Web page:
There was the distinct feel of an American sale ground to pockets of Tattersalls’ Park Paddocks earlier this month.
As ever, anticipation was running high as the auction house made its final preparations to the October Sale in Newmarket. Europe’s premier yearling sale annually attracts an array of big hitters and indeed, the sale ring went on to host intense battles between Sheikh Mohammed and Coolmore on several occasions during the first week.
Yet it also swiftly became apparent that anyone shopping lower down the market would face increased competition from American investors. While American participation at Tattersalls is nothing new, that in the yearling market has been until recently sporadic. Then agent Mike Ryan and trainer Chad Brown hit the jackpot with some of their early purchases and American interest in this European product exploded.
Statistics from Tattersalls show that American buyers accounted for 58 yearlings out of this year’s Book 1 worth a total 13,450,000gns. Compare that to as recently as 2015, when they came away with ten lots worth 2,060,000gns.
Crucially, that momentum also carried over into Book 2 the following week, which featured the sale of 12 yearlings worth 1,103,000gns to American interests.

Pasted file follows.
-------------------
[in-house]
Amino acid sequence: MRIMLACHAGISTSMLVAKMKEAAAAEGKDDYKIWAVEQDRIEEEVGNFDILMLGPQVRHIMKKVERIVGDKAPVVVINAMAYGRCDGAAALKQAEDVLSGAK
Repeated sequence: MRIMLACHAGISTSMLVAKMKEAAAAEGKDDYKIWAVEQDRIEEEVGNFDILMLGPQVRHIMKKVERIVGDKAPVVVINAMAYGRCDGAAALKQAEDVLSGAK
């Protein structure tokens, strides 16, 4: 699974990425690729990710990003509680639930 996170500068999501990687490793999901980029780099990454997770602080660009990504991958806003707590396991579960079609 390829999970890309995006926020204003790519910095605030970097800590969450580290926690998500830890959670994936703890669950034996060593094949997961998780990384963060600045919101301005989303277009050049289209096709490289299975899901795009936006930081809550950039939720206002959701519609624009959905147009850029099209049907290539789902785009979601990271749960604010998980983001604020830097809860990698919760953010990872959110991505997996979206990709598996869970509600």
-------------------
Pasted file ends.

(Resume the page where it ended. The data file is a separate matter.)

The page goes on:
Several factors are coming into play here. Firstly, nothing breeds success like success, and that enjoyed by Irishman Mike Ryan and his clients out of recent renewals of this sale has been one of the hot talking points of the summer.
Not even the most optimistic among Ryan’s team could have envisaged the level of success that his Tattersalls purchases have achieved under Brown’s tutelage.
In a Lope De Vega filly purchased for ‘just’ 200,000gns, Seth Klarman’s Klaravich Stables came away with Newspaperofrecord, last year’s Breeders’ Cup Juvenile Fillies Turf winner.
Then there is 325,000gns colt Digital Age, a Grade 2 winner back in May who went on to take his earnings to over $550,000 when second in the inaugural $1 million Saratoga Derby Invitational. Klaravich also own Value Proposition, a highly regarded winner of two of his three starts sourced for 400,000gns out of the draft of his breeder Meon Valley Stud, who have hit headlines this year as the owner-breeders of G1 Epsom Oaks winner Anapurna.
As for Peter Brant, he came away with Grade 3 winner Demarchelier. Although not cheap at 425,000gns, his price still fell below the average of 815,000gns paid for the stock of his sire Dubawi at that particular sale. He’s a well related colt - Demarchelier is a grandson of blue hen Jude - and looked exciting before falling foul of a career-ending injury, meaning that Brant is now in a position where he can stand the horse with confidence at Claiborne Farm in Kentucky.
Such successes came out of an initial group of 12 yearlings, none of whom cost more than 425,000gns at a sale where 17 million-guinea lots changed hands.
And the momentum has carried over into the second group of runners too, with Sketches Of Spain (bought by Brant for 400,000gns from Ballylinch Stud) and The Path Not Taken (bought by Klaravich for 200,000gns from Highclere Stud) each off the mark in good company at the first time of asking.